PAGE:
Deep in the Sierra Madre Mountains on the West Coast are the California Caverns, a cave system that twists in a 30-foot descent until it reaches an abrupt 180-foot drop.
Spelunkers can now safely -- relatively speaking -- reach the bottom of this otherwise-seemingly bottomless pit. What Park Rangers have found in this dark, dank chamber are skeletal remains dating back centuries. The bones discovered there are always those of adolescents who took one step too many while seeking adventure.
Robert Sapolsky, a neuroendocrinologist and professor at Stanford University, used this example of adolescent risk-taking in his book Behave: The Biology of Humans at Our Best and Worst.
Adolescents, research has shown, engage their prefrontal cortex less than adults when assessing risk.
By way of example, Sapolsky writes, "Researcher: 'How likely are you to have a car accident if you’re driving while drunk?' Adolescent: 'One chance in a gazillion.' Researcher: 'Actually, the risk is about 50 percent; what do you think your own chances are now?' Adolescent: 'Hey, we’re talking about me; one chance in a gazillion.' "
It's not just that adolescents do an inadequate job of assessing risk, but adolescent brain chemistry also drives them to seek more novelty and desire a close affiliation with peers.
That is one reason, perhaps, it is going to be difficult for local authorities to prevent another death -- and there have been at least 14 since 1870 -- at Indian Falls.
The other issue is there is no clear answer as to who is responsible and accountable for what happens at Indian Falls. County officials and state officials have looked into it. There is no record of anybody -- not a private owner, not the government -- having title to that section of the Tonawanda Creek, even though it was once a site of grain mill wheels.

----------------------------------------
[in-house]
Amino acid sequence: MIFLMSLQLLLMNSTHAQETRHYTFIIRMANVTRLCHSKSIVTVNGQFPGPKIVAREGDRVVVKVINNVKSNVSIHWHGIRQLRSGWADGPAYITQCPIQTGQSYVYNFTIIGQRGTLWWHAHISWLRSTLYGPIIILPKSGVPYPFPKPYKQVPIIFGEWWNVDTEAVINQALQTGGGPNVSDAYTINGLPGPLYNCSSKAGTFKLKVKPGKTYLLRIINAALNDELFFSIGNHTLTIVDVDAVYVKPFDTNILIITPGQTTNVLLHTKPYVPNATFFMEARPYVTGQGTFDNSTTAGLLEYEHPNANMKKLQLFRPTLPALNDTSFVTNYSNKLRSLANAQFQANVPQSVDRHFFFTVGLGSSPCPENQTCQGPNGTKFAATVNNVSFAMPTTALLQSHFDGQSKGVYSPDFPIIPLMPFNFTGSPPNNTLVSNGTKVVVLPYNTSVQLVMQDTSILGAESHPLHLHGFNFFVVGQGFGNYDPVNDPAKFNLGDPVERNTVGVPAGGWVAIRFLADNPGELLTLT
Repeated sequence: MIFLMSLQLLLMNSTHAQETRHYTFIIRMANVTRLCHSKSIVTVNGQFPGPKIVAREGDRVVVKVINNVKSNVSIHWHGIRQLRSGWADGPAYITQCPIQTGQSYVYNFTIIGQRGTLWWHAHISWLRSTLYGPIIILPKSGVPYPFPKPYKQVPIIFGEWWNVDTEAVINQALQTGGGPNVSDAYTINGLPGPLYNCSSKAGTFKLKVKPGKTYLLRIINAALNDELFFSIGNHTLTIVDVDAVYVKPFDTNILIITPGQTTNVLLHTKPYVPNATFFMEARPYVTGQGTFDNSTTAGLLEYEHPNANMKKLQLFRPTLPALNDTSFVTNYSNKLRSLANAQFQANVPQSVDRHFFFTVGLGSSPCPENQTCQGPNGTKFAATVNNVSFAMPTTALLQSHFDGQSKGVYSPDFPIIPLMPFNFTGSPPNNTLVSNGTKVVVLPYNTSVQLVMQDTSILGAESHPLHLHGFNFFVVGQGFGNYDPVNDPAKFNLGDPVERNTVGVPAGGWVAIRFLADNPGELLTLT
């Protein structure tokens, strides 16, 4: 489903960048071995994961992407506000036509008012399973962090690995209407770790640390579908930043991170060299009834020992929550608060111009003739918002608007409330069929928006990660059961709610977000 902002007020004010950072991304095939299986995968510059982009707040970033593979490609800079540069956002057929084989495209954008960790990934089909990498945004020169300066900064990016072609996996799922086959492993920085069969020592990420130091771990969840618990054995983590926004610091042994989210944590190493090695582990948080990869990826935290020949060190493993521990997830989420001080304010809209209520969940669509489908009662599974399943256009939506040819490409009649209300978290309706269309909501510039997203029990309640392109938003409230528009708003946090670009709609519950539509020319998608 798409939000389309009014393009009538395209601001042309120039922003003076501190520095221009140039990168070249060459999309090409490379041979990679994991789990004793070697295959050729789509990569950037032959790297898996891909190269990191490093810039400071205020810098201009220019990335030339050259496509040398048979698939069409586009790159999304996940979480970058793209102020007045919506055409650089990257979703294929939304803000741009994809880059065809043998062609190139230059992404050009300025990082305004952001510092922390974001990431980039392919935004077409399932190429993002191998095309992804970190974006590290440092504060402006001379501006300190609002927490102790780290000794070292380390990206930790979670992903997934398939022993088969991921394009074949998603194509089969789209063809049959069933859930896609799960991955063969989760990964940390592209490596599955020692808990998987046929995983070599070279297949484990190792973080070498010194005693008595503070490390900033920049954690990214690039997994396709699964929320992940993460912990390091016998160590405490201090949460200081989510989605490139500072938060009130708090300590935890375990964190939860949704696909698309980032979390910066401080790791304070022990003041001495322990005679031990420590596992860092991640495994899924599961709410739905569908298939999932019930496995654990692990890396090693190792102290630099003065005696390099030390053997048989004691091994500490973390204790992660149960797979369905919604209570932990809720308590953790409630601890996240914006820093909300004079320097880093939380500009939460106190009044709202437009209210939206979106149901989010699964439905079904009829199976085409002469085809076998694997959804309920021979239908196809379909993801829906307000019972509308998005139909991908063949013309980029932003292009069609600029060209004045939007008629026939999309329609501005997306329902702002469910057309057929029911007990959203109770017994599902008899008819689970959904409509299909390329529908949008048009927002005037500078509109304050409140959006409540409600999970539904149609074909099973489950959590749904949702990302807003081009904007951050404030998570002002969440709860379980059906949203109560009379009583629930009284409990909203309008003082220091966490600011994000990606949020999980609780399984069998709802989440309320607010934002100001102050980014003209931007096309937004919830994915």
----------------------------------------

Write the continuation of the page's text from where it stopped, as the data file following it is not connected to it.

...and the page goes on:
Former County Manager Jay Gsell said Indian Falls were a vexing issue for local officials throughout his 27 years running Genesee County. The last time during his career he and county staff looked into the issue was after Bradley Augustin drowned at the falls while celebrating his 22nd birthday. At that time, Assistant County Clerk Steve Grice researched the title for the land. He found nothing. No former owner, no previous deed, no old tax map that assigned the property to anybody.
"We tried to find out, does anybody have the ability to assert legal authority over the property, to block all access? And the answer was no," Gsell said.
While private property abuts the falls on both sides and people often trespass on adjoining private land to get to the falls, the falls are also accessible from public land, notably Route 77 and its shoulders.
The property owners on the south bank of the Tonawanda Creek at the falls have been aggressive about trying to block access to the Tonawanda but those efforts at times have seemed futile. As for the state, neither Department of Transportation nor the Department of Environmental Conservation claimed state ownership of the land.
From the DEC: